HEFFNER: So I’m led to ask you … is that the kind of problem that you lawyers are dealing with day in and day out?

ZAUDERER: Well, I think the fact that Congress is dealing with it is, is very significant. It shows that a lot of interest has been brought to bear on this, shall we say.

And my understanding is that the publishing community is extremely involved in this issue because publishers are concerned that unless the United States takes a very firm stand about what US views are toward foreign country libel judgments, they won’t be able to publish and particularly today in an age when books can so easily be sold abroad, when the publisher is not primarily directing the sales to that country, that by virtue of these mere sales of a few books, it’s sufficient as it was in the Mahfous case to give a UK court jurisdiction to commence a libel proceeding.

HEFFNER: It’s interesting. My understanding is that the Brits themselves are beginning to take a position on free speech more akin to our own. Am I wrong in that?

ZAUDERER: They’re moving in that direction, but at a snail’s pace and only very slightly. They have created judicially a kind of opinion penumbra of protection for speech. But it’s very small compared to what’s provided in the US and it remains to be seen whether they will ever conform their law to what the standards are that are applied in the United States.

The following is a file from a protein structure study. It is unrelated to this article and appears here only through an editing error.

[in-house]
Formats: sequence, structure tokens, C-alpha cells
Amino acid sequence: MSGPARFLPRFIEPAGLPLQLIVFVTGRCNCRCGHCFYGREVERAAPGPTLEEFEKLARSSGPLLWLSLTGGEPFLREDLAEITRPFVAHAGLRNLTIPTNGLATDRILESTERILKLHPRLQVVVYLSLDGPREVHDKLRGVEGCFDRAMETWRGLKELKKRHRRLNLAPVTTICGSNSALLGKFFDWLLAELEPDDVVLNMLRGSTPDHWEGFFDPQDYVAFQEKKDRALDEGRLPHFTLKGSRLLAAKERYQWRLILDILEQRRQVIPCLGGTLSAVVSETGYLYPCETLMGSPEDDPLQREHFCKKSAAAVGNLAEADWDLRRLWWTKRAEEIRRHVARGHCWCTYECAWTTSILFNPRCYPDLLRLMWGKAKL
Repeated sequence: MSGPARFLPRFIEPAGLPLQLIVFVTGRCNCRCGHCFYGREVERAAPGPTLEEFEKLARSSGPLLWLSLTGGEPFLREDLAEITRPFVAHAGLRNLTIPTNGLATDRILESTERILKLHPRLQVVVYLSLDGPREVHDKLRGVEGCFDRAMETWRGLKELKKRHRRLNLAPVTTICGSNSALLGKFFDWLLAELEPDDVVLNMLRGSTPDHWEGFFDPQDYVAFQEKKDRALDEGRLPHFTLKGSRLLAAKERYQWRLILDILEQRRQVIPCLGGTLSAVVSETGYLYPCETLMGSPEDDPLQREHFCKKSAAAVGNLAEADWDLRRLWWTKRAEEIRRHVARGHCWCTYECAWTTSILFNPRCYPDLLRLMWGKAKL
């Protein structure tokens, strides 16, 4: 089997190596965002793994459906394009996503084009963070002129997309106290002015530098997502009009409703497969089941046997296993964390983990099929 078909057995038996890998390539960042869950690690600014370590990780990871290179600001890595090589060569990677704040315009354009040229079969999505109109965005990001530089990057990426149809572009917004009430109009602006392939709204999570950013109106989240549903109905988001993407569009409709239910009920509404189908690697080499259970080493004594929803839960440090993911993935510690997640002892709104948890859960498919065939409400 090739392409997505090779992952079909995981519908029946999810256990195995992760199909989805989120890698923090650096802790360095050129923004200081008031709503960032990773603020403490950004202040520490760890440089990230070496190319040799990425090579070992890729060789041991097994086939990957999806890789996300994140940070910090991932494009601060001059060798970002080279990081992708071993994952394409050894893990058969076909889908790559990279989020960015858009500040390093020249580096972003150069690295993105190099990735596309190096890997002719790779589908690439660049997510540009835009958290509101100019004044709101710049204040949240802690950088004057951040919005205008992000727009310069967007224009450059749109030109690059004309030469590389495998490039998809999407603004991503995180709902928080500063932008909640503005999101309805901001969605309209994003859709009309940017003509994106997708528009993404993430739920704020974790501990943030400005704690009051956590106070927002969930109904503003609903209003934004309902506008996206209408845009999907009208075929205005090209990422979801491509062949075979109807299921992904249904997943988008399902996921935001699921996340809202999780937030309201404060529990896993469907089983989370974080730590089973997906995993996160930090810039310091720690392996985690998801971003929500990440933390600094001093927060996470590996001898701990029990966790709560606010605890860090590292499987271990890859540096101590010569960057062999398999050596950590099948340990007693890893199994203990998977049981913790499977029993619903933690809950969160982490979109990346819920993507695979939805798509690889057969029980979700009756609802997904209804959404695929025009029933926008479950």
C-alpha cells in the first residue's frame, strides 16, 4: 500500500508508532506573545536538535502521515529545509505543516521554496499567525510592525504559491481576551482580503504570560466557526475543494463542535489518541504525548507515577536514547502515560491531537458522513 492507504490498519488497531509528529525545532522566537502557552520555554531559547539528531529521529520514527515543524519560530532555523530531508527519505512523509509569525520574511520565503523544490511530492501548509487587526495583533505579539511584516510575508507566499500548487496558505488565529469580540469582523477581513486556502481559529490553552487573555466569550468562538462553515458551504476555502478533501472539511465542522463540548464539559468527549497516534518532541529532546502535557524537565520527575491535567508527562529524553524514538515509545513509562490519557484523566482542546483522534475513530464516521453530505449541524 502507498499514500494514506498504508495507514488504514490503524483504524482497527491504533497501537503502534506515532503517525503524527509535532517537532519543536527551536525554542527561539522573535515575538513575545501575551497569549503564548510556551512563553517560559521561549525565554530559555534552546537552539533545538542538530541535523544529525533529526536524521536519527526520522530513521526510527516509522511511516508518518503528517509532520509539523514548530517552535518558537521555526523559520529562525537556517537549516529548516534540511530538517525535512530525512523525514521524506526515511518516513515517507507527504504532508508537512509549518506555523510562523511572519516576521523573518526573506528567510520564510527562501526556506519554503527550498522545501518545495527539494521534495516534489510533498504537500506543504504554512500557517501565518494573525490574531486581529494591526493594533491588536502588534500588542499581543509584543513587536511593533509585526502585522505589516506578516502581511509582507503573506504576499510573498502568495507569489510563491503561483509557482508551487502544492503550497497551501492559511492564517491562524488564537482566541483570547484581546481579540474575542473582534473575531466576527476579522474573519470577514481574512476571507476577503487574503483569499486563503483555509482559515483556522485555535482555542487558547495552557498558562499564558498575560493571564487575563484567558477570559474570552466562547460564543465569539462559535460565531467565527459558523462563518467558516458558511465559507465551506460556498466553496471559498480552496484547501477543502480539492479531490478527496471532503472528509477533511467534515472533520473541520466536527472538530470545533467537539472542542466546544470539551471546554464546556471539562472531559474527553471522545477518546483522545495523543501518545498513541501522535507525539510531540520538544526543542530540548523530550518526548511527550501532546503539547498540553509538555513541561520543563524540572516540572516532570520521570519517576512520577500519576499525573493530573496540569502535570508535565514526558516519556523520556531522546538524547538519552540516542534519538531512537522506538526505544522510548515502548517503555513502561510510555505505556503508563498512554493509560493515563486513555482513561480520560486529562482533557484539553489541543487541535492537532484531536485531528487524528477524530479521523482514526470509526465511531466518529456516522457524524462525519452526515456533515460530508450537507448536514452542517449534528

HEFFNER: Do you think we’ve gone as far as we’re going to go? In terms of our own libel approach?

ZAUDERER: I do. I … my own opinion would be that we’re not going to go any further than the House Bill went which is simply to affirm that courts in the US will not, will not enforce foreign country libel judgments here. So anyone’s assets here, any American citizens’ assets here are essentially protected.

HEFFNER: Mark, I didn’t really mean in terms of the question of libel tourism, I meant in terms of our own posture in the matter of libel. Have we gone as far as we can go in backing away from concepts of libel?

ZAUDERER: I think so. I mean we have come a long way and we do provide considerable protection for speakers, particularly where the people spoken about are not only public officials, but people who have put themselves in the public arena and are subject to fair comment.